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June 6, 2017. Boeing. Boeing is building and delivering new jetliners that will reduce fuel use and emissions by up to 25 percent, reducing solid waste sent to landfills by almost 20 percent, and advancing promising environmental technologies through a first-ever collaboration with Brazil-based Embraer. These and other improvements to Boeing’s environmental performance are highlighted in the company’s 2017 Environment Report, released today.
“Our unwavering commitment to innovation and environmental performance is reflected across our products, services and operations,” said Ursula English, vice president of Environment, Health & Safety. “Today, on World Environment Day, we acknowledge the progress we’re making, and we look forward to raising the bar as we work toward a sustainable future.”
We’re reducing waste and water use in our facilities, even as we see our business growing. In addition, we’re finding alternatives to chemicals and hazardous materials in our products and operations, and leading the global development of sustainable aviation fuels. Meeting climate change and other challenges head-on requires a global approach. Boeing works closely with government agencies, customers, stakeholders and research facilities worldwide to develop solutions that help protect the environment.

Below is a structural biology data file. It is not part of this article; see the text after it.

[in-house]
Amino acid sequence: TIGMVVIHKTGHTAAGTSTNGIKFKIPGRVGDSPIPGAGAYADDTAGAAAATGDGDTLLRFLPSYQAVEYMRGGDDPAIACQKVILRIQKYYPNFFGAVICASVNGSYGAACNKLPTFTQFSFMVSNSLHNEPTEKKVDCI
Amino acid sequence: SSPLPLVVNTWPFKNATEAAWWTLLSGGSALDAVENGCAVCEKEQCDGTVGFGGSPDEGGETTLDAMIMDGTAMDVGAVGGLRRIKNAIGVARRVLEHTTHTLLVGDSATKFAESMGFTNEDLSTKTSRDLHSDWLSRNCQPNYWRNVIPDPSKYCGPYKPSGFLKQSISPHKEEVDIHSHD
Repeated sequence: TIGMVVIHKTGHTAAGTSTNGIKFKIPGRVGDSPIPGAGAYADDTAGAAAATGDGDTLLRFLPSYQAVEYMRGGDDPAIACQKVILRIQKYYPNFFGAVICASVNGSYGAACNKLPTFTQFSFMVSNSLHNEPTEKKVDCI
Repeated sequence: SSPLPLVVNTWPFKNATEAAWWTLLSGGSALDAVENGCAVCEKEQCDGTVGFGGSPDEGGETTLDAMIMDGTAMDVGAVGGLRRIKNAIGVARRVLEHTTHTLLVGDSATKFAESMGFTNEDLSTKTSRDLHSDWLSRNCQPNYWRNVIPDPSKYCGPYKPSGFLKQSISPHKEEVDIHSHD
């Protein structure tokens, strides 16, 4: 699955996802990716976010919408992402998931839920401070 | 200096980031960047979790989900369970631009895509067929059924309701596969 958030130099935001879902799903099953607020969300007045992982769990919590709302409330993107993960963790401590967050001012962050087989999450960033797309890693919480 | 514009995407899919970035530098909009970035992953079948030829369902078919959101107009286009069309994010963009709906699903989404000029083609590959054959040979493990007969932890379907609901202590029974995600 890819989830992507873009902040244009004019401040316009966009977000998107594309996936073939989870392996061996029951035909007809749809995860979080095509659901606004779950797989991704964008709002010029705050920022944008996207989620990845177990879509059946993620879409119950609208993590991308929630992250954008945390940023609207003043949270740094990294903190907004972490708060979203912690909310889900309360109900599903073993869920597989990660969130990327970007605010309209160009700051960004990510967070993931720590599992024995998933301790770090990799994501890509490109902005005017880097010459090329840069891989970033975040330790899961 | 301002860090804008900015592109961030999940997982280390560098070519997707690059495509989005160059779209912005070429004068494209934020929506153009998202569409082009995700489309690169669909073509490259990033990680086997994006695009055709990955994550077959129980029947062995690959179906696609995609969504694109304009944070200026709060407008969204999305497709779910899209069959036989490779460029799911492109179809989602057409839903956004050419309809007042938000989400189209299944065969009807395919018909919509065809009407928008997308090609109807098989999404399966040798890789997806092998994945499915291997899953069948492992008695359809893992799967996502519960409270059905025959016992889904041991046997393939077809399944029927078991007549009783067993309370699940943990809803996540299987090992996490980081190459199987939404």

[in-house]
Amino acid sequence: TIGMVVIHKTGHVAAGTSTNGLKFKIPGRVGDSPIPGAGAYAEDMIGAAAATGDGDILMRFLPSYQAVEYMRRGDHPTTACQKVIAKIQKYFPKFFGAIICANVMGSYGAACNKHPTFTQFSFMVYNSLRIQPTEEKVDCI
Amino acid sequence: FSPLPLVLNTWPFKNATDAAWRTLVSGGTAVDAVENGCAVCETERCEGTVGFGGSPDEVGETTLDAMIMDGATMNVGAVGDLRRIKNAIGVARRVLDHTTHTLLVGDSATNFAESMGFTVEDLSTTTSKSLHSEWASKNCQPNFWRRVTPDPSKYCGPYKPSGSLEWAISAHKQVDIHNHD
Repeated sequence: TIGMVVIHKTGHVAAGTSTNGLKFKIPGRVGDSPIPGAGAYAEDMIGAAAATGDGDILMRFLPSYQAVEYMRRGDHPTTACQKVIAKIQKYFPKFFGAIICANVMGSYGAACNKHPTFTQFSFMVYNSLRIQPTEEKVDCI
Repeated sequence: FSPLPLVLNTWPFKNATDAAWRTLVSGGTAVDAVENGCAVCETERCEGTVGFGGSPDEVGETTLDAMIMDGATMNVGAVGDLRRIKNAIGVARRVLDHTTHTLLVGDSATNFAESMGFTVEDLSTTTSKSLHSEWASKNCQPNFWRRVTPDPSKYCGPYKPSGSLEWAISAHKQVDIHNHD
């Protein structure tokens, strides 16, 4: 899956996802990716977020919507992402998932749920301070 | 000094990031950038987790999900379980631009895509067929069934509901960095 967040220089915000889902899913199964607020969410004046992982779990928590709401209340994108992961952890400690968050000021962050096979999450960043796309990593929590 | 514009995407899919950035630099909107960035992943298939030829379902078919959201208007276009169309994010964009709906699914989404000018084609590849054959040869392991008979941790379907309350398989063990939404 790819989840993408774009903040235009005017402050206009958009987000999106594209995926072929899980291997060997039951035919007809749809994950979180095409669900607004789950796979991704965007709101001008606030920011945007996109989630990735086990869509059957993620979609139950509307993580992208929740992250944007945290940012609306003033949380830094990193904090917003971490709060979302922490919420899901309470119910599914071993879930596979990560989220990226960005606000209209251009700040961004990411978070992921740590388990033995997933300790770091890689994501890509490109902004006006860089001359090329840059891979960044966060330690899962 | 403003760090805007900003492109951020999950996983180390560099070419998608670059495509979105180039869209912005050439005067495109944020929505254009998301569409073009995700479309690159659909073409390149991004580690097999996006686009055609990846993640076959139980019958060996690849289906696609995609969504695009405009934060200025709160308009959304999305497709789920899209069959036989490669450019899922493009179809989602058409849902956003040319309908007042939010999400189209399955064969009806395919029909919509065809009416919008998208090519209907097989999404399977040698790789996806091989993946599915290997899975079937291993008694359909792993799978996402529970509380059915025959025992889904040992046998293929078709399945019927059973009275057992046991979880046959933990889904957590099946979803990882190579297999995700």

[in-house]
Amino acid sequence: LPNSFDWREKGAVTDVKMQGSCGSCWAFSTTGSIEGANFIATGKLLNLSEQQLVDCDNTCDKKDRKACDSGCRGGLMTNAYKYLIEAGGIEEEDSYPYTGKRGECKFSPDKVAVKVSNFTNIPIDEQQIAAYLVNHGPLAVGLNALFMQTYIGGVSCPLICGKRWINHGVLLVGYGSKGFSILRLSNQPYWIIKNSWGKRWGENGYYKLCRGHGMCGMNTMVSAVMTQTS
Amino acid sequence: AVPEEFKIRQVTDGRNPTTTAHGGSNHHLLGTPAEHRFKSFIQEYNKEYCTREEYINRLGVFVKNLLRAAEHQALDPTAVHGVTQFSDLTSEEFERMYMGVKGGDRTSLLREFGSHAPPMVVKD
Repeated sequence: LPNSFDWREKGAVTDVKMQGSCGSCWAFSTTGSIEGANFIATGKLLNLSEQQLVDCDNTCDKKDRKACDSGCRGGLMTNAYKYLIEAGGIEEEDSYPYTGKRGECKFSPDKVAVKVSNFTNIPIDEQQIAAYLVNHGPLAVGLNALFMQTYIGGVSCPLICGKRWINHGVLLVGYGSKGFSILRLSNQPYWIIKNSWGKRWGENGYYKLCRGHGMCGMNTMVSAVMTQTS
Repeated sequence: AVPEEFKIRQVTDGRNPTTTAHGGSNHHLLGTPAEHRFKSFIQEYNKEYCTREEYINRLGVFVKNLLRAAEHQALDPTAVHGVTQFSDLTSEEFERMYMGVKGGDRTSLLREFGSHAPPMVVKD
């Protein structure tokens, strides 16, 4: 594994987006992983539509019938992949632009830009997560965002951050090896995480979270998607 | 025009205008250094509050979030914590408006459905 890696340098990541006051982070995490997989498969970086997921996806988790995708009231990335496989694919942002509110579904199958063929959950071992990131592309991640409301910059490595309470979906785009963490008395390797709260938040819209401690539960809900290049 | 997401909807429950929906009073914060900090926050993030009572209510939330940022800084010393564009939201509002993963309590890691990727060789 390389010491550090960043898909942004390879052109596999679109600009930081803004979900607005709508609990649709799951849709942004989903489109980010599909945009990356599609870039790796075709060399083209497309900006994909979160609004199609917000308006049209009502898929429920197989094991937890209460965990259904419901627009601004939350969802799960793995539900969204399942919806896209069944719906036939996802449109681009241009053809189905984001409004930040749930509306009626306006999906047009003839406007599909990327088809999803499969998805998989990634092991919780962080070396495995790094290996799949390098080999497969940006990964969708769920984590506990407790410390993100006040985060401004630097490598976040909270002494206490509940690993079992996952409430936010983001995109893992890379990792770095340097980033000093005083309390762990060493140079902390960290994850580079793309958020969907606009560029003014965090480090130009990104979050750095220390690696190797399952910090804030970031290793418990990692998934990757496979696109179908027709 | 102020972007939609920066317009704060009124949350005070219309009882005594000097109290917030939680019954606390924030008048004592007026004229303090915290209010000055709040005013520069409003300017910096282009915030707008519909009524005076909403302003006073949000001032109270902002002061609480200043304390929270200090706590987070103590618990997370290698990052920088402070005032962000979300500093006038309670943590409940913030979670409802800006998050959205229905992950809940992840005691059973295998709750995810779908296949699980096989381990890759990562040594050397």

Boeing 2017 Environment Report
The 2017 Environment Report highlights include:
- Boeing operations reduced its green-house gas emissions, solid waste to landfill, water intake and hazardous waste generation by between 5 and 19 percent in 2016. Five production facilities sent zero waste to landfills.
- The ecoDemonstrator program’s 2016 testbed was an Embraer E170 regional jet, and marked the first such collaboration with another airplane manufacturer. Overall, the program has tested 60 new technologies that show promise in reducing fuel use, emissions and noise.
- The new 737 MAX, which entered service in May, is 20 percent more fuel efficient than the original Next-Generation 737 and has a 40 percent smaller noise footprint than today’s single-aisle aircraft.
- The new 787-10, which began flight testing earlier this year, will be approximately 25 percent more fuel efficient than the airplanes it replaces.
Article source: www.enviro.aero